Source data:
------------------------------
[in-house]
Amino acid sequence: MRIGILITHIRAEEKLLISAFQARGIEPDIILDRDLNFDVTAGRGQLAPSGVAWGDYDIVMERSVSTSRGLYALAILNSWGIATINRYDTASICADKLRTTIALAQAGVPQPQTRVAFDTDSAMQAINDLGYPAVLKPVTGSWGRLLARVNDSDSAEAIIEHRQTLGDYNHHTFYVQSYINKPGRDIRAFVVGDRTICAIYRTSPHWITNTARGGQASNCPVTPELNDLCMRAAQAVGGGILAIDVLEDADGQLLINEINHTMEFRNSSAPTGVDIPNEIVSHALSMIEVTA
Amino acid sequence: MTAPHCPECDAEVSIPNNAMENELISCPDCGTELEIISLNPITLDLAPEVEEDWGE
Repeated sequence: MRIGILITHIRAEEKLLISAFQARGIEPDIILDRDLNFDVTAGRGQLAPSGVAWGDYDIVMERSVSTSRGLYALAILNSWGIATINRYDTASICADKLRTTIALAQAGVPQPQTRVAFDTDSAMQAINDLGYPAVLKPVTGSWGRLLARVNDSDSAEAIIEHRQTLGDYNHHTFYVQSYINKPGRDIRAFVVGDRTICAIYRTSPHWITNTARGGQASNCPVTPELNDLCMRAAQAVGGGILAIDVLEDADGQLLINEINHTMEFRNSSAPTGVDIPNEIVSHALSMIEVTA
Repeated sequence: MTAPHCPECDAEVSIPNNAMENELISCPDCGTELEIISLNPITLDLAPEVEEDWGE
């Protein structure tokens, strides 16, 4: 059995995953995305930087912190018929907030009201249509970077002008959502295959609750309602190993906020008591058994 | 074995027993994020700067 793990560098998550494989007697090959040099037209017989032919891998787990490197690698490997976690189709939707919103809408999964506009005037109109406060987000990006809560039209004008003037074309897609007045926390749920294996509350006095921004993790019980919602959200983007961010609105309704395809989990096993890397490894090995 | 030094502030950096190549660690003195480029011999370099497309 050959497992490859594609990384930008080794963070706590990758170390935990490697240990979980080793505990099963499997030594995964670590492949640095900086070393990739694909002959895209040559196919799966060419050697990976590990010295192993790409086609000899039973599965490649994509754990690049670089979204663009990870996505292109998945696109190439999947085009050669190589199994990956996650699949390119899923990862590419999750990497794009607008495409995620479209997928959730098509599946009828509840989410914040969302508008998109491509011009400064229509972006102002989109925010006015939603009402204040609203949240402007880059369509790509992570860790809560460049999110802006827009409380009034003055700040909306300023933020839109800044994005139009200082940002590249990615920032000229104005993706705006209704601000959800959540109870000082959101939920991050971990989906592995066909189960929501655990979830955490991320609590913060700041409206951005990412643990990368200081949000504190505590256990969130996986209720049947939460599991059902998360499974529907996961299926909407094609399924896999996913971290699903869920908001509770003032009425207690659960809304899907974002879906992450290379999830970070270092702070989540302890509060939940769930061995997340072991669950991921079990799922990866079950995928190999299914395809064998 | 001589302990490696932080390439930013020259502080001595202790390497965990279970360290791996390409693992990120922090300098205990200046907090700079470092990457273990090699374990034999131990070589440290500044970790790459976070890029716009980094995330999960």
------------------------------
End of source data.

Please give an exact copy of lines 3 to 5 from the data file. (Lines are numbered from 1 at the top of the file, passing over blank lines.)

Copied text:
Amino acid sequence: MTAPHCPECDAEVSIPNNAMENELISCPDCGTELEIISLNPITLDLAPEVEEDWGE
Repeated sequence: MRIGILITHIRAEEKLLISAFQARGIEPDIILDRDLNFDVTAGRGQLAPSGVAWGDYDIVMERSVSTSRGLYALAILNSWGIATINRYDTASICADKLRTTIALAQAGVPQPQTRVAFDTDSAMQAINDLGYPAVLKPVTGSWGRLLARVNDSDSAEAIIEHRQTLGDYNHHTFYVQSYINKPGRDIRAFVVGDRTICAIYRTSPHWITNTARGGQASNCPVTPELNDLCMRAAQAVGGGILAIDVLEDADGQLLINEINHTMEFRNSSAPTGVDIPNEIVSHALSMIEVTA
Repeated sequence: MTAPHCPECDAEVSIPNNAMENELISCPDCGTELEIISLNPITLDLAPEVEEDWGE